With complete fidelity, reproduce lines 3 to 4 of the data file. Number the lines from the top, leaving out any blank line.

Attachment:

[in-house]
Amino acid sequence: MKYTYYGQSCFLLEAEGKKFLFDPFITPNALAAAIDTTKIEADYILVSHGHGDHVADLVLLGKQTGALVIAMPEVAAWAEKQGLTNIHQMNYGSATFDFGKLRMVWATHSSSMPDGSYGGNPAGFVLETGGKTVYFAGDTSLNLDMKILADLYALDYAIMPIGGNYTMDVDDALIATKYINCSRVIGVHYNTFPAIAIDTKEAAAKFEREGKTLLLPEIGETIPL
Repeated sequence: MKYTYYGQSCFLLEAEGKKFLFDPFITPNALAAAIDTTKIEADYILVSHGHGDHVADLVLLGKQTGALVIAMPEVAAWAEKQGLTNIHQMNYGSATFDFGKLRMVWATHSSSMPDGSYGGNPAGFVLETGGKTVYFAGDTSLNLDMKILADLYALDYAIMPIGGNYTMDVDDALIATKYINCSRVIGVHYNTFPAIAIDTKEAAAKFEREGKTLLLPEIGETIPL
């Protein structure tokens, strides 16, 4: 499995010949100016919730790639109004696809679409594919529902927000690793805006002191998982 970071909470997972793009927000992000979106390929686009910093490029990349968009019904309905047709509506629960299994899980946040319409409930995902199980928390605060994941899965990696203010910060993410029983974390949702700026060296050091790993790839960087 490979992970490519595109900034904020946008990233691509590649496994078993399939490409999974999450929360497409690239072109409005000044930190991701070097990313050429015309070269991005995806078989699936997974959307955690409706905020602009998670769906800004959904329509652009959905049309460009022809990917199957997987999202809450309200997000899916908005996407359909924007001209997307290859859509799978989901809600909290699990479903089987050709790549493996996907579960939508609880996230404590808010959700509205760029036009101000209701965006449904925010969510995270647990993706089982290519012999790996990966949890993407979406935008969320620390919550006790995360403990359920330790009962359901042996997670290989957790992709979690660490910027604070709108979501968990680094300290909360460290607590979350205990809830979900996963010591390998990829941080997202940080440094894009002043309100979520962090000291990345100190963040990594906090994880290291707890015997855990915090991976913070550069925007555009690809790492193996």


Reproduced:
Repeated sequence: MKYTYYGQSCFLLEAEGKKFLFDPFITPNALAAAIDTTKIEADYILVSHGHGDHVADLVLLGKQTGALVIAMPEVAAWAEKQGLTNIHQMNYGSATFDFGKLRMVWATHSSSMPDGSYGGNPAGFVLETGGKTVYFAGDTSLNLDMKILADLYALDYAIMPIGGNYTMDVDDALIATKYINCSRVIGVHYNTFPAIAIDTKEAAAKFEREGKTLLLPEIGETIPL
């Protein structure tokens, strides 16, 4: 499995010949100016919730790639109004696809679409594919529902927000690793805006002191998982 970071909470997972793009927000992000979106390929686009910093490029990349968009019904309905047709509506629960299994899980946040319409409930995902199980928390605060994941899965990696203010910060993410029983974390949702700026060296050091790993790839960087 490979992970490519595109900034904020946008990233691509590649496994078993399939490409999974999450929360497409690239072109409005000044930190991701070097990313050429015309070269991005995806078989699936997974959307955690409706905020602009998670769906800004959904329509652009959905049309460009022809990917199957997987999202809450309200997000899916908005996407359909924007001209997307290859859509799978989901809600909290699990479903089987050709790549493996996907579960939508609880996230404590808010959700509205760029036009101000209701965006449904925010969510995270647990993706089982290519012999790996990966949890993407979406935008969320620390919550006790995360403990359920330790009962359901042996997670290989957790992709979690660490910027604070709108979501968990680094300290909360460290607590979350205990809830979900996963010591390998990829941080997202940080440094894009002043309100979520962090000291990345100190963040990594906090994880290291707890015997855990915090991976913070550069925007555009690809790492193996």